A move by the world’s largest institutional investor to exclude four Asian firms from its allocations has highlighted the lack of regional progress in implementing ethical investments.

While Europe has taken the lead in rolling out environmental, social and governance (ESG) policies, Asian investors continue to lag behind.

Norges Bank Investment Management, Norway’s sovereign wealth fund, announced on Monday (August 17) that it had removed Malaysia’s IJM Corp and Genting as well as Korea’s Posco and Daewoo International Corp from its investment universe because of their links to the destruction of Indonesian rainforests.

But the $852 billion oil fund’s stance contrasts with the approach which some Asian institutional investors have been taking to ESG investments. One investment that has courted controversy is Singaporean sovereign wealth fund Temasek’s 51% stake in ST Engineering, a defence group which manufactures weapons such as land mines.

“Asian clients don’t really pay much attention to [ESG-compliant funds],” said a Hong Kong-based fund manager at a European fund house who declined to be named. “Europe has more companies that run ESG-type funds, suggesting that it is a more viable product there than in Asia.”

Another manager from a US fund house agreed, suggesting that awareness amongst its regional institutional clients remained low. “Right now, it’s not getting into the mandate or the investment objective from the client… it is not likely to be popular as at the end of the day the focus is on returns,” he said.

Index provider MSCI noted in a July report that Chinese companies could generally be more prone to corruption than companies from emerging markets. Meanwhile 63% of Chinese companies have a controlling shareholder, a much higher proportion than the average in developed and emerging markets.

Despite low ESG awareness, both fund managers do see Asian interest picking up, albeit from a low basis, with corporate governance in particular being focused on.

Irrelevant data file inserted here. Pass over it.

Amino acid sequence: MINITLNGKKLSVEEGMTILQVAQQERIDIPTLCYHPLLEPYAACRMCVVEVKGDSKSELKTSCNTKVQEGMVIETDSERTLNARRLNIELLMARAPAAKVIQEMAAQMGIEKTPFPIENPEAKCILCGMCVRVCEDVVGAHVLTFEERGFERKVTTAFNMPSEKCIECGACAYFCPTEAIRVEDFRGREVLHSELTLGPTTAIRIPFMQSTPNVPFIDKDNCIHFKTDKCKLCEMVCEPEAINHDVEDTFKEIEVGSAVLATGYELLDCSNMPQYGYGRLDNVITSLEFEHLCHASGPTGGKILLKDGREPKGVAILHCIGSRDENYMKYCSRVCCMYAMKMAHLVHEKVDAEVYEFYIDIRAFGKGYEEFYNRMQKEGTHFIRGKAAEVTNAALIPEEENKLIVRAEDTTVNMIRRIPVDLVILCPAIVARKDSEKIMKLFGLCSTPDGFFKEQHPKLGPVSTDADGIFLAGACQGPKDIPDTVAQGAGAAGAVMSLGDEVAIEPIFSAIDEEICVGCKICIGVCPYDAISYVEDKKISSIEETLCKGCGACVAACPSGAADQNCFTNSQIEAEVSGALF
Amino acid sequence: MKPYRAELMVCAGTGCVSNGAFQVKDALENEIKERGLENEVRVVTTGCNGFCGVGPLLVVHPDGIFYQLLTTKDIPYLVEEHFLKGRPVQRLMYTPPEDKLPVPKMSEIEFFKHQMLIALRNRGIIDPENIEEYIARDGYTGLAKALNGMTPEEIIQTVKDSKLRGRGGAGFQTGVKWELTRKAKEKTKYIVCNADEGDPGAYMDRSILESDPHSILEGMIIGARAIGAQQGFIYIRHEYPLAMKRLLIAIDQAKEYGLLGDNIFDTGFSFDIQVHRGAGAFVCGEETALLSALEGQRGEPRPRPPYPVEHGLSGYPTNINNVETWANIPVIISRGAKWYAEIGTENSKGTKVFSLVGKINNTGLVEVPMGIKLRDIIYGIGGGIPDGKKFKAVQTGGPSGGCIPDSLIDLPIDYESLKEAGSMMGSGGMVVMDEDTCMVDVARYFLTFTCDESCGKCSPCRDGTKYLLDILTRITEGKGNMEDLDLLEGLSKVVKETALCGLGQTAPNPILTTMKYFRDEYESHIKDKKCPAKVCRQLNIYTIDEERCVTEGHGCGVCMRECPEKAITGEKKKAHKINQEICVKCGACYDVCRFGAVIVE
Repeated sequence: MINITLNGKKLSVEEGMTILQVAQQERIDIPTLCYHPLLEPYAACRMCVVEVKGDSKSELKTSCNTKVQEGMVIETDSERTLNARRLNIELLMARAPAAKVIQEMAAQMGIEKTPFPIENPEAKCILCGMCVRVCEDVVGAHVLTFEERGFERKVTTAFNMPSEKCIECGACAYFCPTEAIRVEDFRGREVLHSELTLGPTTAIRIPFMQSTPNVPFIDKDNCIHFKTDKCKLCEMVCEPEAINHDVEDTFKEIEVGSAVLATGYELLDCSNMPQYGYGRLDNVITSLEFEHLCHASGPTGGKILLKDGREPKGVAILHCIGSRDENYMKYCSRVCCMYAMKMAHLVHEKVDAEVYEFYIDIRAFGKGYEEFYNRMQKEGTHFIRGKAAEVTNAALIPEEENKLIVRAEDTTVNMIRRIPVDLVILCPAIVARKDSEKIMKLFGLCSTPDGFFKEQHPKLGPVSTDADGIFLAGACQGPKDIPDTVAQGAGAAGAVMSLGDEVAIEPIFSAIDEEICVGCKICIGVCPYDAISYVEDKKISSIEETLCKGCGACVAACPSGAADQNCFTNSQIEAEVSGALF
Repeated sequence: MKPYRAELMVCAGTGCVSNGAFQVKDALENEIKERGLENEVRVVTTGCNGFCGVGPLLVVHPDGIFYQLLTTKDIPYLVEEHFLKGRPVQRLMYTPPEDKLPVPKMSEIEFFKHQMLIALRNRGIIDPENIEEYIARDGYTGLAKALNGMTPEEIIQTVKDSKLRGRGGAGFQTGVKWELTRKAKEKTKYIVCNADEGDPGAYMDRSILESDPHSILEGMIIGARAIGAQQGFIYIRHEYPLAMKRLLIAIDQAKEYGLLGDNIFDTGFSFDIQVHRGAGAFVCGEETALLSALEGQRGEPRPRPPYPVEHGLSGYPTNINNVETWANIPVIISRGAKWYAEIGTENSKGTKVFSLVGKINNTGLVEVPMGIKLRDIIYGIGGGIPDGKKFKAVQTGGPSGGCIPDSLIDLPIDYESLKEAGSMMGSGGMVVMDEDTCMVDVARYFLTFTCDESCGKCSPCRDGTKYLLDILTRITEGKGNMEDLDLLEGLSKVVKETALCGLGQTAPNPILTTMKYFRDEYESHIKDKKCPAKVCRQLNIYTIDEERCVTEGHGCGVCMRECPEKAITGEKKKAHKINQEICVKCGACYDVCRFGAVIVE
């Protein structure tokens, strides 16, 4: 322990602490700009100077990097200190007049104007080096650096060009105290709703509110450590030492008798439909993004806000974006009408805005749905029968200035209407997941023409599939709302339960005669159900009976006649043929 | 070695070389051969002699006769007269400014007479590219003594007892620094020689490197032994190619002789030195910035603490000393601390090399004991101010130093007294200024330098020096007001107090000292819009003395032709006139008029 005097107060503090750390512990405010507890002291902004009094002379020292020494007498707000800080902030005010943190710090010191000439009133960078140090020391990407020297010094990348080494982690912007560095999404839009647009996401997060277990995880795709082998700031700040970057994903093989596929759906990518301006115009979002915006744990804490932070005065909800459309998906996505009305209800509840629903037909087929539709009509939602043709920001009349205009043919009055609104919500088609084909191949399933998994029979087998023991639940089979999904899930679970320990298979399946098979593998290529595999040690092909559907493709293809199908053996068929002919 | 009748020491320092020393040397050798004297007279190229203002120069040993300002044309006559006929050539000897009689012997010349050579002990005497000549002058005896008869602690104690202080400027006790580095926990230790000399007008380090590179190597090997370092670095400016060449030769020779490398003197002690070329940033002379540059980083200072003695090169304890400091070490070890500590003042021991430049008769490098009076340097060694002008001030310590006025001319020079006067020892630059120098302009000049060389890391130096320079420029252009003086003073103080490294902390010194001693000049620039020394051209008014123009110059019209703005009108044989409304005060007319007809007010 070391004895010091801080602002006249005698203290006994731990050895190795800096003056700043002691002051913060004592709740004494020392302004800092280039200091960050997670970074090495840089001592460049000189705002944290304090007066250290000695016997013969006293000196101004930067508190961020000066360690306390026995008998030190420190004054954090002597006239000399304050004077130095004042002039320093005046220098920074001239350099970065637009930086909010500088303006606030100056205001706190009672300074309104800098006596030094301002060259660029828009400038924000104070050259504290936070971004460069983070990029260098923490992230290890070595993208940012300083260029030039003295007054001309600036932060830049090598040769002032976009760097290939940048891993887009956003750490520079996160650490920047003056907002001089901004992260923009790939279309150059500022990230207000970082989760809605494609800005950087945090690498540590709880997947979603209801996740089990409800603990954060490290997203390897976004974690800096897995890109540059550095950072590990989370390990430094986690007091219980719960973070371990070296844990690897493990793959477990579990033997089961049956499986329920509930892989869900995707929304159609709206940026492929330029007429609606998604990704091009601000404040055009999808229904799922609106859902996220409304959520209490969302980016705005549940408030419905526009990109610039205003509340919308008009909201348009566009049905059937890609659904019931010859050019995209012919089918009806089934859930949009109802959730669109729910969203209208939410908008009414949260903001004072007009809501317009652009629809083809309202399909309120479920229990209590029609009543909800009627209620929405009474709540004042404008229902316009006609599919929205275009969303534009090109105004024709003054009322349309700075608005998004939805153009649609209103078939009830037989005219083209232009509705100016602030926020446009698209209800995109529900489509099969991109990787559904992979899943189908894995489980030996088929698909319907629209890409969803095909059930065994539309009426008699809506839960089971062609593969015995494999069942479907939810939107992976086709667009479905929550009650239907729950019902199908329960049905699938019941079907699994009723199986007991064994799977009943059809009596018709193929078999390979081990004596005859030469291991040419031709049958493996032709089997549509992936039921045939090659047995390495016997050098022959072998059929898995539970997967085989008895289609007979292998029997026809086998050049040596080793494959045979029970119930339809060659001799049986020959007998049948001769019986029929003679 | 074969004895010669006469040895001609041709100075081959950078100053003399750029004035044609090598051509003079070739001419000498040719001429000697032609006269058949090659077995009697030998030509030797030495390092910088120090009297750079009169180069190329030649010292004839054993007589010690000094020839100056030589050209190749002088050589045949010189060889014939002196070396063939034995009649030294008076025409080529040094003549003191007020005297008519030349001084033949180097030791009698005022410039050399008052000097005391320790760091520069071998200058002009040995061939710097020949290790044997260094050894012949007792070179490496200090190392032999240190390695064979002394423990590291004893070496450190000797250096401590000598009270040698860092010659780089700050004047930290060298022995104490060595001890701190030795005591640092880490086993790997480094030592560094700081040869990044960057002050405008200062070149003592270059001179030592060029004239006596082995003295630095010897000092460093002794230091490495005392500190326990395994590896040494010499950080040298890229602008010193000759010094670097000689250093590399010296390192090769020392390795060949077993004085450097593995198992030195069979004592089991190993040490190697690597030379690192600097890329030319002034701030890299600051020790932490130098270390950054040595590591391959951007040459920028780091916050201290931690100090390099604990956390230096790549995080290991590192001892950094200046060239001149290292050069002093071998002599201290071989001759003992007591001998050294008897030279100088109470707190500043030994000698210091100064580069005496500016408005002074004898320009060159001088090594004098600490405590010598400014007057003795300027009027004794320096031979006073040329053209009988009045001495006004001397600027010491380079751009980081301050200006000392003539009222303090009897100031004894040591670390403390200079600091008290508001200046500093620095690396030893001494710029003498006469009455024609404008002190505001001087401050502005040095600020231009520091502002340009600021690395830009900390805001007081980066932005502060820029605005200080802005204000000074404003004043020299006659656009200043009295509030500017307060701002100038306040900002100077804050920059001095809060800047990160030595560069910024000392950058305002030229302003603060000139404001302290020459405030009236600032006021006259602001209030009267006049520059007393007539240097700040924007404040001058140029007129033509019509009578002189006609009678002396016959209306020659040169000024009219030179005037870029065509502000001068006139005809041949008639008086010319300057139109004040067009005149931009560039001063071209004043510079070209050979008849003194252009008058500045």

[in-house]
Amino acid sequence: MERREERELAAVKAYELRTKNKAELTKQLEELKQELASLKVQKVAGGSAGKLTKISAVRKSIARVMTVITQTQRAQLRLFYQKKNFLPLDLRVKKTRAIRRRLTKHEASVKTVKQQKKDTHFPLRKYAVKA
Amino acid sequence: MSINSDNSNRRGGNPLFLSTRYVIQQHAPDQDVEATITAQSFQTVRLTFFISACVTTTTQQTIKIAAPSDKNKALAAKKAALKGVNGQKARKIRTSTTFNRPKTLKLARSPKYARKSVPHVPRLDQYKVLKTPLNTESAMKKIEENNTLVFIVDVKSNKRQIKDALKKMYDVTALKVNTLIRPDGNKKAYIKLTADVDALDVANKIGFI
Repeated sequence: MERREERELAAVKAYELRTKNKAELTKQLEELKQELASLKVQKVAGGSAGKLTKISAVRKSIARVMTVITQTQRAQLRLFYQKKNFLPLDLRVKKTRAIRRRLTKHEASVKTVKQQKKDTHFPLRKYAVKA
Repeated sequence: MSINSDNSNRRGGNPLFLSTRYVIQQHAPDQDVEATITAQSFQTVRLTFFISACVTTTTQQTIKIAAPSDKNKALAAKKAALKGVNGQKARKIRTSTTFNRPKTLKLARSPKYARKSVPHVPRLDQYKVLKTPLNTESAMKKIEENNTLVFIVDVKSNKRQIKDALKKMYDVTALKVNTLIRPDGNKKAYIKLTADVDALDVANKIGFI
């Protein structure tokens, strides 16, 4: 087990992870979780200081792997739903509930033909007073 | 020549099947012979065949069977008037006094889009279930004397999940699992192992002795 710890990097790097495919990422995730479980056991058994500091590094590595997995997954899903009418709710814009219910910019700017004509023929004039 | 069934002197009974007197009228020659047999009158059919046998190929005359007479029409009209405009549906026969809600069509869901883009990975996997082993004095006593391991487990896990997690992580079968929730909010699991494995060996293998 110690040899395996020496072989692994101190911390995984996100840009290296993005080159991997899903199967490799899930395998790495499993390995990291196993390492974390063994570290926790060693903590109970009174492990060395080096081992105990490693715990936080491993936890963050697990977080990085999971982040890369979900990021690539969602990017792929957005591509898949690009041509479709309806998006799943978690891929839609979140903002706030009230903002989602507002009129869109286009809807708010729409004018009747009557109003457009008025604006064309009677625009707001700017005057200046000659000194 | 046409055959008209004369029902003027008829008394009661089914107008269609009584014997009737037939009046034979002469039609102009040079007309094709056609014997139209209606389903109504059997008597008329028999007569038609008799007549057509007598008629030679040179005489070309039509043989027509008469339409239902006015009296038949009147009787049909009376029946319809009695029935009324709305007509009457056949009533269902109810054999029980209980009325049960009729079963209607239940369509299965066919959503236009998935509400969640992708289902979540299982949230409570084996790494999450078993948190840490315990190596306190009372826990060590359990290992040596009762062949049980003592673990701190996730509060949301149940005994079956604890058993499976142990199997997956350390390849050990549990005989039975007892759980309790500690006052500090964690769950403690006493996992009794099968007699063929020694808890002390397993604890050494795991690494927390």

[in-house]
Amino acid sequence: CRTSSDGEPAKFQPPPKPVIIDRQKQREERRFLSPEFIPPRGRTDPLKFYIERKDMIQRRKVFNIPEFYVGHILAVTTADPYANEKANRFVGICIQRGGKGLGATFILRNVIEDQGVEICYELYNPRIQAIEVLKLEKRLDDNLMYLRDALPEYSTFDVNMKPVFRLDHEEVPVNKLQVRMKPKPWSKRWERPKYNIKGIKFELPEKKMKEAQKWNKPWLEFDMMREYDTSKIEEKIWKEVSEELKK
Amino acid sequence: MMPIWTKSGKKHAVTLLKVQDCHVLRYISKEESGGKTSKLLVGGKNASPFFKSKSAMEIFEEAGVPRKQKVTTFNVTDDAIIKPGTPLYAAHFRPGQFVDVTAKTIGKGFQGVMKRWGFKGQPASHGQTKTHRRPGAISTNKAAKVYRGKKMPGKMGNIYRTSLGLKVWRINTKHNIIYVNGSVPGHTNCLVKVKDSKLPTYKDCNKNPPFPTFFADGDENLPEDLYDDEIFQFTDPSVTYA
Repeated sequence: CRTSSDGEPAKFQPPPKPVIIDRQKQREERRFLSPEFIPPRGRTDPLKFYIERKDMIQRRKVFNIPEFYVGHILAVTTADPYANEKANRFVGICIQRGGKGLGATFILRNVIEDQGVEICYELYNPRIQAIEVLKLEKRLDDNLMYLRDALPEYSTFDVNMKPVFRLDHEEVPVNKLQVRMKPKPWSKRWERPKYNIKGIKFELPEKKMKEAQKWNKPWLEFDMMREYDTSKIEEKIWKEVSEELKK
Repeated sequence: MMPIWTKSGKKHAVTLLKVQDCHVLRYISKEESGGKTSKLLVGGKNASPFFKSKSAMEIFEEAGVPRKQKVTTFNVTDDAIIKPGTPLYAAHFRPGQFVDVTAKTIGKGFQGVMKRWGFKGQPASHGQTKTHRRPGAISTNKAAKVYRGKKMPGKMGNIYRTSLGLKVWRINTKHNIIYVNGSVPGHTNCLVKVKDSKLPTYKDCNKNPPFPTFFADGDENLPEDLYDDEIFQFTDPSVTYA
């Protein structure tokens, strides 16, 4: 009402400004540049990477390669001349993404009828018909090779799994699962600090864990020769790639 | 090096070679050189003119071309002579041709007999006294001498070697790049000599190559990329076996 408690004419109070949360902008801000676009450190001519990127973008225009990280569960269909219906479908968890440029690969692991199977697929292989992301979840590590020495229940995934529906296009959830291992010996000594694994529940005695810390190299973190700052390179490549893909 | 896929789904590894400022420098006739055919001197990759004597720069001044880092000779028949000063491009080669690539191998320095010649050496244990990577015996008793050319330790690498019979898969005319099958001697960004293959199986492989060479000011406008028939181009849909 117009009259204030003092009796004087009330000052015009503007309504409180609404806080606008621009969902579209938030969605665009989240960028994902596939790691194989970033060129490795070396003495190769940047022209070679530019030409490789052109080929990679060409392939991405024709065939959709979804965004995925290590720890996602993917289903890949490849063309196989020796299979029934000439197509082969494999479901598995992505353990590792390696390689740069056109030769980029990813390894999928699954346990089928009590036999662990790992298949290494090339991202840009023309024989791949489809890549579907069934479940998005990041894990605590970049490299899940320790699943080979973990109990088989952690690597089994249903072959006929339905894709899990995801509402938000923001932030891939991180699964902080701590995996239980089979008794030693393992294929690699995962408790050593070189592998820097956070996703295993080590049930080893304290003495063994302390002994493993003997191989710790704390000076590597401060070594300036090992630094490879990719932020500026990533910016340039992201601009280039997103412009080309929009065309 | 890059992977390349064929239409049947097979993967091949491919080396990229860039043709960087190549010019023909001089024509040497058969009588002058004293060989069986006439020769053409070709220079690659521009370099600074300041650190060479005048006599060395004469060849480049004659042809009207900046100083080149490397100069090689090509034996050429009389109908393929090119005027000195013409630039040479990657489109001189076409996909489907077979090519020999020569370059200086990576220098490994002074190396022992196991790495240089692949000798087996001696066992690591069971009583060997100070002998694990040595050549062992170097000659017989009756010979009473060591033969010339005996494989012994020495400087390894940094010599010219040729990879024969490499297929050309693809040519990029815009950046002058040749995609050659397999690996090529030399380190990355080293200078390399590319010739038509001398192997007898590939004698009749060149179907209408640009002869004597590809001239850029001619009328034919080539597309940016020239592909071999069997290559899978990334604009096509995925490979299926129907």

“Institutional clients will over time care more than in the past. They want money to be put in companies at least with better corporate governance and not appear in nasty news. Standards are definitely improving, but not on the same level as Europeans,” the European fund house manager noted.

Indeed, some Malaysian institutional investors already practise ethical investing through Islamic-based sharia policies, with controversial industries such as gambling and alcohol automatically filtered out from their universe, the US fund house manager noted.

But questions over ESG investment can become a slippery slope, with ethics differing from one culture to another. Industries barred under ESG may be seen in a different light around the world.

Likewise, there is a question over whether ethical investing can be seen in black and white terms. “Some companies may not invest in weapons companies out of ethics, but can they invest in Dow Chemical, General Dynamics or Airbus [all of which have applications for the military]?” the US fund manager said.

“I don’t want to take the moral high ground and say ‘oh casino is bad, gaming is bad, alcohol is bad’ – you can say that McDonald’s or Coca-Cola is bad as a source of diabetes. Where do you draw the line?

“Our mandate is to invest in stocks and if they get listed then the stock exchange as gatekeeper should implement ESG or the regulator should regulate ESG-related activity. If not, then these activities are legitimate and legal and fully compliant with any legal environment, so why can’t we invest in these companies?”